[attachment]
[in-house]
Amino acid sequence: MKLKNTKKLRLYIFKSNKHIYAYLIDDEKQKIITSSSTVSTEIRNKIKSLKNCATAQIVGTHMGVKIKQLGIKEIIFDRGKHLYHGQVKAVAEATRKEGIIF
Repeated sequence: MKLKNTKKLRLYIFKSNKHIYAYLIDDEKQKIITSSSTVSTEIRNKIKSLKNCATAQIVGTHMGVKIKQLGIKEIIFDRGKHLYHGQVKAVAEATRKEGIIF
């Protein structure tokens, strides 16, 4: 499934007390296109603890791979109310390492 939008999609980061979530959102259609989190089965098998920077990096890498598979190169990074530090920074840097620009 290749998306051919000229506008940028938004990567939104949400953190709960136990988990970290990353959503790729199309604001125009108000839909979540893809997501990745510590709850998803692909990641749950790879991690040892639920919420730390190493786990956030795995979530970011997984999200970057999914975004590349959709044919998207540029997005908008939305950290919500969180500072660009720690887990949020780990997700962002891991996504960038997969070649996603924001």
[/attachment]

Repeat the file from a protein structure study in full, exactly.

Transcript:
[in-house]
Amino acid sequence: MKLKNTKKLRLYIFKSNKHIYAYLIDDEKQKIITSSSTVSTEIRNKIKSLKNCATAQIVGTHMGVKIKQLGIKEIIFDRGKHLYHGQVKAVAEATRKEGIIF
Repeated sequence: MKLKNTKKLRLYIFKSNKHIYAYLIDDEKQKIITSSSTVSTEIRNKIKSLKNCATAQIVGTHMGVKIKQLGIKEIIFDRGKHLYHGQVKAVAEATRKEGIIF
């Protein structure tokens, strides 16, 4: 499934007390296109603890791979109310390492 939008999609980061979530959102259609989190089965098998920077990096890498598979190169990074530090920074840097620009 290749998306051919000229506008940028938004990567939104949400953190709960136990988990970290990353959503790729199309604001125009108000839909979540893809997501990745510590709850998803692909990641749950790879991690040892639920919420730390190493786990956030795995979530970011997984999200970057999914975004590349959709044919998207540029997005908008939305950290919500969180500072660009720690887990949020780990997700962002891991996504960038997969070649996603924001």